Auscultatory Sites

There are four important areas used for listening to heart sounds. These are: Aortic area, Pulmonic area, Tricuspid area, Mitral Area (Apex).

A common notation for a sound heard at an auscultatory site is to use the first initial of the site and the number 1 or 2 to describe the first or second heart sound respectively. Thus T1 denotes the first heart sound at the tricuspid area; M2 denotes the second sound at the mitral area, etc. In general both the first and second sounds can be heard at all sites, but some pathologic and normal sounds are heard best at one site or another. Gallops are often best heard at the apex as is M1 and T1. T1 is slightly louder at the tricuspid position. The A2 and P2 are best heard at the aortic and pulmonic sites respectively with the A2 sound being the major component of the second sound heard at the apex.

The first heart sound consists of four components. The most notable components are two large, high amplitude deflections, M1 - related to mitral valve closure - and T1 - related to tricuspid valve closure. The second heart sound consists of high frequency deflections relating to the closure of aortic and pulmonic valves. Transit time through the lungs causes a delay between generation of these two sounds causing the aortic sound to be noted some 40-85 milliseconds before the pulmonic sound (A2 and P2 respectively). Variability of the pulmonary vascular impedance with respirations causes prolongation of the time period between A2 and P2 with inspiration and a decrease in the interval with expiration.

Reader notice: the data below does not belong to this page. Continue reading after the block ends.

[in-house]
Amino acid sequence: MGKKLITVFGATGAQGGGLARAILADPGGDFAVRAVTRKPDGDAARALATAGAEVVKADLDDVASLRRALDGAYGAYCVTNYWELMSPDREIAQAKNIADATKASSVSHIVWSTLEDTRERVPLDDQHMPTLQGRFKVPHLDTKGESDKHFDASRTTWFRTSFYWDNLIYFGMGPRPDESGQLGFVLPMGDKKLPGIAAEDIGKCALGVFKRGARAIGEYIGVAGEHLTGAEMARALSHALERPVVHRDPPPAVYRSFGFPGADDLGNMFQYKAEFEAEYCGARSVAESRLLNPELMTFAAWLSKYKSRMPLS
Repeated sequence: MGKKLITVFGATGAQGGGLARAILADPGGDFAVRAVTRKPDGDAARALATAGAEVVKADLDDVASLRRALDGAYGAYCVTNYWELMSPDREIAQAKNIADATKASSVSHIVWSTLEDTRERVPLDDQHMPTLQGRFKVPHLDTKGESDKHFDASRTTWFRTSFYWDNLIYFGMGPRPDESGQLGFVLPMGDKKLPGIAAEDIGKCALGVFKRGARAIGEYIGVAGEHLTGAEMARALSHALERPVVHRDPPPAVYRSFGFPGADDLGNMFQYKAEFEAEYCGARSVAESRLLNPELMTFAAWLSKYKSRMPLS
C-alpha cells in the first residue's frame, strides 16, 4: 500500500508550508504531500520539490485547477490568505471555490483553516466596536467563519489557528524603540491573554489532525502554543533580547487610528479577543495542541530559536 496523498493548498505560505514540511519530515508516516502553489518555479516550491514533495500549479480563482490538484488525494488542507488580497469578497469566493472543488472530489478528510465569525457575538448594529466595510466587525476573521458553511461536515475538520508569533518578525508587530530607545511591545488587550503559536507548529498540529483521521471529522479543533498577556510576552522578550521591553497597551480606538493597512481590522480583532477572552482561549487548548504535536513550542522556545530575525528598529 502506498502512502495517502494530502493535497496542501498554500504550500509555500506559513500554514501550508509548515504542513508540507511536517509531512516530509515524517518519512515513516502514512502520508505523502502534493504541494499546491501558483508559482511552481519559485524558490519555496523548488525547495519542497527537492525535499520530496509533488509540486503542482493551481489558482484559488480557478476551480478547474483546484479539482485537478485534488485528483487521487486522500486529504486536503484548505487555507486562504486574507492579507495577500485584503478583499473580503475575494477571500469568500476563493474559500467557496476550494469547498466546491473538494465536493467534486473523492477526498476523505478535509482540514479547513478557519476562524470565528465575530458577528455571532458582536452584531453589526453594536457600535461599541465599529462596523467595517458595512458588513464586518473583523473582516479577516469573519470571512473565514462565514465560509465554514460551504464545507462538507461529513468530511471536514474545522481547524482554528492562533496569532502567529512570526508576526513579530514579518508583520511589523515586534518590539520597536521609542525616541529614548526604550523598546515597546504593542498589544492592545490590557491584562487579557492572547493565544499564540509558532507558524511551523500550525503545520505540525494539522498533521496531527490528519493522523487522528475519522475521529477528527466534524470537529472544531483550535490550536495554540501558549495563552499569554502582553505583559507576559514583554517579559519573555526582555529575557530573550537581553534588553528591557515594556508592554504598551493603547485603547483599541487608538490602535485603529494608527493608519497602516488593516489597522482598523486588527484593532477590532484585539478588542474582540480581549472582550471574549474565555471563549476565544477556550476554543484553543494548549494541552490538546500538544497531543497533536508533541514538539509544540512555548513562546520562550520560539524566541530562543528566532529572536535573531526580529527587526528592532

Sounds related to mitral and tricuspid valves (atrioventricular valves) opening and closing can de defined relatively easily at the apex. At this point, opening snaps and nonejection sounds can also be heard. Sounds related to the second heart sound include the opening and the closing of aortic and pulmonic valves (semilunar valves), and early ejection clicks.
Two low frequency deflections are associated with these two deflections and are largely inaudible to the human ear. M1 and T1 are usually only separated by 20 to 30 milliseconds except in a few cases where unusual splitting of the two sounds are noted (i.e. Ebstein’s Anomaly, marked first degree AV block, etc.)